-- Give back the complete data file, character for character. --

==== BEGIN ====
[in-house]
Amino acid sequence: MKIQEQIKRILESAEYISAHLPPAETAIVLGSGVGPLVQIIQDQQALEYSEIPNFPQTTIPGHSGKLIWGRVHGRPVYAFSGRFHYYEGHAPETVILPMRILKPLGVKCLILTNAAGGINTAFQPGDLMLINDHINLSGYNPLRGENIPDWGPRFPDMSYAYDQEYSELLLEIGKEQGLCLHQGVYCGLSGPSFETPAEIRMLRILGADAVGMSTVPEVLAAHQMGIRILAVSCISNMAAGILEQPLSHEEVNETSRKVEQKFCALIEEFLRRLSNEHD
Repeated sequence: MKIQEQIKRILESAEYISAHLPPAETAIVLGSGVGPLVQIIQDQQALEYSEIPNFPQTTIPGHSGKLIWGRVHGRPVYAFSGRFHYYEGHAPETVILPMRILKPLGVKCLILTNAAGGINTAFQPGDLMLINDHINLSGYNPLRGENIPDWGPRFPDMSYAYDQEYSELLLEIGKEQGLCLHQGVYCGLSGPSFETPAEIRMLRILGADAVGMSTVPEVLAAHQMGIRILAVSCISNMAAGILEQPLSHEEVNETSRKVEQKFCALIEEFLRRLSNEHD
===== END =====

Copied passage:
[in-house]
Amino acid sequence: MKIQEQIKRILESAEYISAHLPPAETAIVLGSGVGPLVQIIQDQQALEYSEIPNFPQTTIPGHSGKLIWGRVHGRPVYAFSGRFHYYEGHAPETVILPMRILKPLGVKCLILTNAAGGINTAFQPGDLMLINDHINLSGYNPLRGENIPDWGPRFPDMSYAYDQEYSELLLEIGKEQGLCLHQGVYCGLSGPSFETPAEIRMLRILGADAVGMSTVPEVLAAHQMGIRILAVSCISNMAAGILEQPLSHEEVNETSRKVEQKFCALIEEFLRRLSNEHD
Repeated sequence: MKIQEQIKRILESAEYISAHLPPAETAIVLGSGVGPLVQIIQDQQALEYSEIPNFPQTTIPGHSGKLIWGRVHGRPVYAFSGRFHYYEGHAPETVILPMRILKPLGVKCLILTNAAGGINTAFQPGDLMLINDHINLSGYNPLRGENIPDWGPRFPDMSYAYDQEYSELLLEIGKEQGLCLHQGVYCGLSGPSFETPAEIRMLRILGADAVGMSTVPEVLAAHQMGIRILAVSCISNMAAGILEQPLSHEEVNETSRKVEQKFCALIEEFLRRLSNEHD